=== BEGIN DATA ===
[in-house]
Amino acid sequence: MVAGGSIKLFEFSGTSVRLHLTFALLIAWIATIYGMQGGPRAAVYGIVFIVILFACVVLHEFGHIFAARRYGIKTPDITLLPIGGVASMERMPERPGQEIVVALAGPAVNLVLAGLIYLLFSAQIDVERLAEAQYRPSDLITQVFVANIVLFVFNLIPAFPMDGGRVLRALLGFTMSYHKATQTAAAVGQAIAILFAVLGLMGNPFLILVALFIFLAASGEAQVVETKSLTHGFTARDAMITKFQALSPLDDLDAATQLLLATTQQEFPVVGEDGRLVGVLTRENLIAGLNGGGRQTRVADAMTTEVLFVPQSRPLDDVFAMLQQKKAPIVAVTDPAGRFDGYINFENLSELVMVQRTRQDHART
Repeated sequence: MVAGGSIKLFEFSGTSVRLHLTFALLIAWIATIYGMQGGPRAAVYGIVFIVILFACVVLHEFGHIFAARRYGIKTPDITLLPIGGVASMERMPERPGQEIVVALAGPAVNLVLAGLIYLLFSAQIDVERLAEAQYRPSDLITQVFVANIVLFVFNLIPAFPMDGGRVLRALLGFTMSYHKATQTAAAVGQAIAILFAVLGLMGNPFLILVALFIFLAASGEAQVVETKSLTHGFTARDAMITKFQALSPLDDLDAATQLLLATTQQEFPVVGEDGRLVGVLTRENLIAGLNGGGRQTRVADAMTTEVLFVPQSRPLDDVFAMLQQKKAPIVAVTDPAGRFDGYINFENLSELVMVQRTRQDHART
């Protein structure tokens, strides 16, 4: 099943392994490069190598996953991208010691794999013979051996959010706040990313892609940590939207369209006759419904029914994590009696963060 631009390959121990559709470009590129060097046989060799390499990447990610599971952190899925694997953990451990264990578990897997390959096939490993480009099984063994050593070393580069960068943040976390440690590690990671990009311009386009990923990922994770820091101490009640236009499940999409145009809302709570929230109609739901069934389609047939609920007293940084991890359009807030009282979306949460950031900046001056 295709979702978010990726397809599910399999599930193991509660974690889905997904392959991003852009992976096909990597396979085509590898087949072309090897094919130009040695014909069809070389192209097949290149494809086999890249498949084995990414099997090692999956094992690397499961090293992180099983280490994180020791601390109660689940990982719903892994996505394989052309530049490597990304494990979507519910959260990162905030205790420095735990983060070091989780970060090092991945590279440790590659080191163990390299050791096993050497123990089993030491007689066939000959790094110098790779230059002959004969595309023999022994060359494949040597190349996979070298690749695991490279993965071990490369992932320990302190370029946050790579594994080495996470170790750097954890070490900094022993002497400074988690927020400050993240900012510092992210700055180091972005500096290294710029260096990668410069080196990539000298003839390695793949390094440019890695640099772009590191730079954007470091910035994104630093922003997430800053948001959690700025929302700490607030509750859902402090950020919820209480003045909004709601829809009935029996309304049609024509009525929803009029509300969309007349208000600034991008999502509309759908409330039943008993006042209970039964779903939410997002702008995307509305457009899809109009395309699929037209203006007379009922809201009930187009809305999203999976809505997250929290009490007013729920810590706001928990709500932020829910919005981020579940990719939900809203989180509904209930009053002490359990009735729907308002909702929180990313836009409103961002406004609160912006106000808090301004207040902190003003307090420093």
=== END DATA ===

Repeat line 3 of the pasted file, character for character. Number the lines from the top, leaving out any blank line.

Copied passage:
Repeated sequence: MVAGGSIKLFEFSGTSVRLHLTFALLIAWIATIYGMQGGPRAAVYGIVFIVILFACVVLHEFGHIFAARRYGIKTPDITLLPIGGVASMERMPERPGQEIVVALAGPAVNLVLAGLIYLLFSAQIDVERLAEAQYRPSDLITQVFVANIVLFVFNLIPAFPMDGGRVLRALLGFTMSYHKATQTAAAVGQAIAILFAVLGLMGNPFLILVALFIFLAASGEAQVVETKSLTHGFTARDAMITKFQALSPLDDLDAATQLLLATTQQEFPVVGEDGRLVGVLTRENLIAGLNGGGRQTRVADAMTTEVLFVPQSRPLDDVFAMLQQKKAPIVAVTDPAGRFDGYINFENLSELVMVQRTRQDHART